But in the Moscone Center, or Olympia/ExCel, with hundreds of other companies' demo networks, and (tens of) thousands of attendees' devices... it would always crash and burn. How's your 4K video streaming demo NOW, Mr Marketing Know-it-All?

          1. John Brown (no body) Silver badge

            Re: Out in the fields

            Oh, yeah, seen that on a smaller scale too. A shared building, and reception used desktops with WiFi, depspite there being Ethernet wall points. Installers set it all up on a Sunday and left. By Monday I was called in to find out why only one of the 3 reception computers was connecting. Turns out it's not two out of three specific devices failing, it's actually whichever one is switched on first that works. A quick WiFi channel scan found about 35[*] wireless access points across at least 15[*] distinct networks, all fighting over the channel space. Putting reception on to yet more WiFi was the final straw. The fix was to patch in the Ethernet ports to the correct switch :-)

            Sometimes, WiFi is in use "because cool", not because it's actually required.

            * Numbers made up, it was a few years ago now, but whatever the numbers were, they were too big for the available airspace.

  6. Caver_Dave Silver badge
    Boffin

    Strange story about field testing

    I used to work with a multinational team that tested telephone networks in the time of GSM rollout.

    They had to drive around the country in a van with multiple handsets mounted on a rack and monitoring the signal reception parameters.

    They had to test in Greece, but the Greek speaker was off on some kind of illness leave.

    They sent the Chinese speaker as he could at least order what food he liked from the Chinese take-aways for the 2 weeks of his stay.

    1. David 132 Silver badge
      Happy

      Re: Strange story about field testing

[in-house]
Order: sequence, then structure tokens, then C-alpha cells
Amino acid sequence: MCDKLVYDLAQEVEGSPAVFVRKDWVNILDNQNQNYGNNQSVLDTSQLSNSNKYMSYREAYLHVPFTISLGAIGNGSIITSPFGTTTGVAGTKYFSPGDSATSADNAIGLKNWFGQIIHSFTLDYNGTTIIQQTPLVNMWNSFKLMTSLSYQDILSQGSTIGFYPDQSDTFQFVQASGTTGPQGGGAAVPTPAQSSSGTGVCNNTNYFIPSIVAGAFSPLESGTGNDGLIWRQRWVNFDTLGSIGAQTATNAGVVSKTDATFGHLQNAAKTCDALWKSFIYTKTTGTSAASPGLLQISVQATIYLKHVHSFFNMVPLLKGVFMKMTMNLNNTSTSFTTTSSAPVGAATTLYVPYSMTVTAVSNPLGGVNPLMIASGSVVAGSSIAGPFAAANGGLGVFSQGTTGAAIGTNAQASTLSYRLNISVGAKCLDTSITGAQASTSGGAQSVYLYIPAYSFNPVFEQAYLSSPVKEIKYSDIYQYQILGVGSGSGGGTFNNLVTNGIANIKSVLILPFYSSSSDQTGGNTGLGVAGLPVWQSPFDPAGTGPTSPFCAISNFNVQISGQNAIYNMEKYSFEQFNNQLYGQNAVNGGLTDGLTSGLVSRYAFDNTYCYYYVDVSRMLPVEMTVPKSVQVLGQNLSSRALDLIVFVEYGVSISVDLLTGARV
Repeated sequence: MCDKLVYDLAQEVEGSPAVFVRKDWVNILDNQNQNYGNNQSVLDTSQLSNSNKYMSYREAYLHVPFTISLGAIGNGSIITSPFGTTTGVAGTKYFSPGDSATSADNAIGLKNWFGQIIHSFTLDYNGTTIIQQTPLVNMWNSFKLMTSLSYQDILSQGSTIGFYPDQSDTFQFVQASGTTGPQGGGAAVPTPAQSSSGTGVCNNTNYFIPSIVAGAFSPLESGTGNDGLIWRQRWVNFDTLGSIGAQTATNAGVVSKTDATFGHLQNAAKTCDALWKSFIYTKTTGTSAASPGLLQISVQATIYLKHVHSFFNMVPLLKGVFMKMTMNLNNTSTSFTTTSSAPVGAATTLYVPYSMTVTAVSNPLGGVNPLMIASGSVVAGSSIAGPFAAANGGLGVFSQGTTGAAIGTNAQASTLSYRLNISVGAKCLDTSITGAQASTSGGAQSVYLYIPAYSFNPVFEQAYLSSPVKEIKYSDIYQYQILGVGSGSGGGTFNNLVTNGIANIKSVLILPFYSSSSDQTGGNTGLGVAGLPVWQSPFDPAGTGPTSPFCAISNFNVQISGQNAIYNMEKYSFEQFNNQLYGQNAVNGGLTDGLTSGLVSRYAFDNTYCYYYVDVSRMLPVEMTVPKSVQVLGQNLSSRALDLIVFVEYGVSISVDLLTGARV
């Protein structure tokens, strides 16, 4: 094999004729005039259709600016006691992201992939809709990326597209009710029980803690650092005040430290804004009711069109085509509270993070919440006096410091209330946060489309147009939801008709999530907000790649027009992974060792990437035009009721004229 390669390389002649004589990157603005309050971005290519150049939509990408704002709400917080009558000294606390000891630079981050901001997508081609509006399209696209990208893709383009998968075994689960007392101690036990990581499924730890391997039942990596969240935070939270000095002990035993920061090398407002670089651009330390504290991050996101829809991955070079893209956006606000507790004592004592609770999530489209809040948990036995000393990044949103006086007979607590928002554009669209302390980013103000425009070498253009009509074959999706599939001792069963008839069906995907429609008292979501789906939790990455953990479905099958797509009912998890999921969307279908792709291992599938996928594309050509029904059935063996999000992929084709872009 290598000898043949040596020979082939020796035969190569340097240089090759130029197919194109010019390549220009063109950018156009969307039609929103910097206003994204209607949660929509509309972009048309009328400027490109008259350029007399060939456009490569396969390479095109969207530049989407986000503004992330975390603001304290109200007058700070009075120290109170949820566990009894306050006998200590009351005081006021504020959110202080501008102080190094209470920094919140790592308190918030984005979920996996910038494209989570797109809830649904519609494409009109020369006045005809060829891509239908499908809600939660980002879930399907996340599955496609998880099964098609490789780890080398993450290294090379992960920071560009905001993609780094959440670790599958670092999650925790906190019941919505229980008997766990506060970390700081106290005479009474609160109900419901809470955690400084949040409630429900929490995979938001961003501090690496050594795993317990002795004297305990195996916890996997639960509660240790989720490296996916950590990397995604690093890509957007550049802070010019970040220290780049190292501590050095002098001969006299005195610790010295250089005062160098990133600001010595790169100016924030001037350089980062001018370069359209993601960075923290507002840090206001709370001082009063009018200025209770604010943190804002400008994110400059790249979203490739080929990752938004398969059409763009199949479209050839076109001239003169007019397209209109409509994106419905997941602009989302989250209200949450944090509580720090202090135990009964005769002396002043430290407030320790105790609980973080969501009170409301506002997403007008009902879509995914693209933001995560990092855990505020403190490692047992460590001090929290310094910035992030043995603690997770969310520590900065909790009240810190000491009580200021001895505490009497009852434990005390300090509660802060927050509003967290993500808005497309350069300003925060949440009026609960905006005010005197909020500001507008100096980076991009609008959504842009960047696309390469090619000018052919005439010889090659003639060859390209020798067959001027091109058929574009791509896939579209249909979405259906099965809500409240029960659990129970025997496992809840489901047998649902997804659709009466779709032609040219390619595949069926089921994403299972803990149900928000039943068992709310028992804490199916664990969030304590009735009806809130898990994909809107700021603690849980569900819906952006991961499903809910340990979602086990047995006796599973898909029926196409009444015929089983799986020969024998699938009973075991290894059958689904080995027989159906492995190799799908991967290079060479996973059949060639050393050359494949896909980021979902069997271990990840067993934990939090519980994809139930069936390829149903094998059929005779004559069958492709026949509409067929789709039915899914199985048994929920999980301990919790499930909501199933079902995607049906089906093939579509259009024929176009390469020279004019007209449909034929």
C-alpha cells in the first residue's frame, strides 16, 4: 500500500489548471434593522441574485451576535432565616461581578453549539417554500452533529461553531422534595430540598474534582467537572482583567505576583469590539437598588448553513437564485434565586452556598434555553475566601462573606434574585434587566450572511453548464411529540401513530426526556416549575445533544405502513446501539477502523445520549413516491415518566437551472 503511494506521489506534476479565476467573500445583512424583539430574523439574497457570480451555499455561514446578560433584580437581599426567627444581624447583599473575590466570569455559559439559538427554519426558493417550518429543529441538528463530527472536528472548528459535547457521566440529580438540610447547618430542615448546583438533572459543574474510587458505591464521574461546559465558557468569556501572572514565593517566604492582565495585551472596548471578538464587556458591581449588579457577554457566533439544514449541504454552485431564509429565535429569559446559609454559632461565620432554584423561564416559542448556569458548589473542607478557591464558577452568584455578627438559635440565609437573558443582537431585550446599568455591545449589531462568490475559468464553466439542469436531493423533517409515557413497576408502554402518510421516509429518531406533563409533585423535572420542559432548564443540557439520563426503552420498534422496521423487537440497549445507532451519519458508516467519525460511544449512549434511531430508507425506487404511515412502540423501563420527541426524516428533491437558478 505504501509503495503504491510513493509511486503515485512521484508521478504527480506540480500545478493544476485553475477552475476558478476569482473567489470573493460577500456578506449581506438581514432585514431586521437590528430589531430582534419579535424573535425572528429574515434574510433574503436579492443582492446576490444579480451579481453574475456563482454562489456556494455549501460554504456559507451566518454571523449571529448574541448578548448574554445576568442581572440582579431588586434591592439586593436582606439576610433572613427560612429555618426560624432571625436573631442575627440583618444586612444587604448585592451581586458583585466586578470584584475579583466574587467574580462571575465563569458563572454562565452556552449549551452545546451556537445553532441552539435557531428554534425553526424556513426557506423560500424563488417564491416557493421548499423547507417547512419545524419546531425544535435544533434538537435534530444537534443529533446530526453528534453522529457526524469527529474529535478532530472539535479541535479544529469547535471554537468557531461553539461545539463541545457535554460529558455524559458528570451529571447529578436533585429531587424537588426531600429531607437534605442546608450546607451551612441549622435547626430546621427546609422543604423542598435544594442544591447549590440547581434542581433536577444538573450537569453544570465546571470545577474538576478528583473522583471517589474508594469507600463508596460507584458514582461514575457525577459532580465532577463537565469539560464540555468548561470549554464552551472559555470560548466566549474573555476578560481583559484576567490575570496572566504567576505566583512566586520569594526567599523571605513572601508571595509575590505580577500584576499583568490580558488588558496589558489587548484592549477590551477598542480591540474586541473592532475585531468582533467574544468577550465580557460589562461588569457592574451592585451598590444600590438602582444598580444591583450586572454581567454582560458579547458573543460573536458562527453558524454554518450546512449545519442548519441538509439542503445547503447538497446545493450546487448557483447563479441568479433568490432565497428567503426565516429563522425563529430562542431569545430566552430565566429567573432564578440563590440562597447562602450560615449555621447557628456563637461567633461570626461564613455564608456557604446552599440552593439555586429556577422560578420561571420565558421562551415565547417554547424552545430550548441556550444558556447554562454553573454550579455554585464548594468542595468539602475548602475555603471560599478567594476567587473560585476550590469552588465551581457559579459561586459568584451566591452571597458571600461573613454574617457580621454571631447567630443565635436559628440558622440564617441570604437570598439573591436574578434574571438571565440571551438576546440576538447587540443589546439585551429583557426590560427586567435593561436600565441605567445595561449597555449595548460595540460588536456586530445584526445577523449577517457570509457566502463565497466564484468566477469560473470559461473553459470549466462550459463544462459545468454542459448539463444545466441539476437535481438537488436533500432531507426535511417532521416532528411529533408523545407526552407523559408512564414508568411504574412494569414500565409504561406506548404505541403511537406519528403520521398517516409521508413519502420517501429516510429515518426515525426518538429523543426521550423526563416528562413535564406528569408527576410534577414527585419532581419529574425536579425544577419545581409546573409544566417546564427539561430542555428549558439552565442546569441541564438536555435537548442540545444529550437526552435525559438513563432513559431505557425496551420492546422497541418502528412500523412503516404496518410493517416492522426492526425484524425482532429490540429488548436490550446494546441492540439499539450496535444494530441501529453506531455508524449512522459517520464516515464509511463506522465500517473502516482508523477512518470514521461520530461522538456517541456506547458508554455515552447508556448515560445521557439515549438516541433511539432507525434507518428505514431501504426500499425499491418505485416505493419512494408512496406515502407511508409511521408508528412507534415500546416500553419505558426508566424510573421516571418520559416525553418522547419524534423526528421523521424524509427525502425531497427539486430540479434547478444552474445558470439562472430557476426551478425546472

What's Greek for "A Number 27 and a side of Number 14, please?"

      1. J.G.Harston Silver badge

        Re: Strange story about field testing

        shik gho sun dai mgoi.

  7. Howard Sway Silver badge

    his name should go first in the About box

    This reminds me of the time I worked at a terribly corporate firm with in-house development teams who all did completely their own thing, some of which were led by really bad programmers. On a project to create a suite of windows applications to replace the old terminal based stuff, one guy decided it would be neat to have an autoscrolling "rolling credits" style About box which listed himself as "Lead Programmer and Designer", under our manager's name which came first as "Software Development Manager". Said manager was very pleased when he saw this during development. Unfortunately, the application was an atrocity of highly original and unusable interface design, which crashed many times a day, resulting in massive complaints from the poor users, who had been supplied with a handy list of names for who was responsible and let everybody else in the company know it.

  8. Brynstero0

    I am Jacks

    I am Jacks P45

    (the often omitted Fight Club reference)

    1. Yet Another Anonymous coward Silver badge

      Re: I am Jacks

      Or in Full Metal Jacket mode

      This is my P45, there are many like it but this one's mine.

      My P45 is my best friend. It is my life

  9. imanidiot Silver badge

    Fair enough

    Usually with these tales of Who, me? I consider the mistakes and screwups actual mistakes and screwups that anybody could have made and not deserving of termination. This tale however? Jack deserved his firing. The "whose name first" issue was petty in the first place and implementing program breaking (even if accidental) code with a "time trap" for swapping the names was petty in the supreme.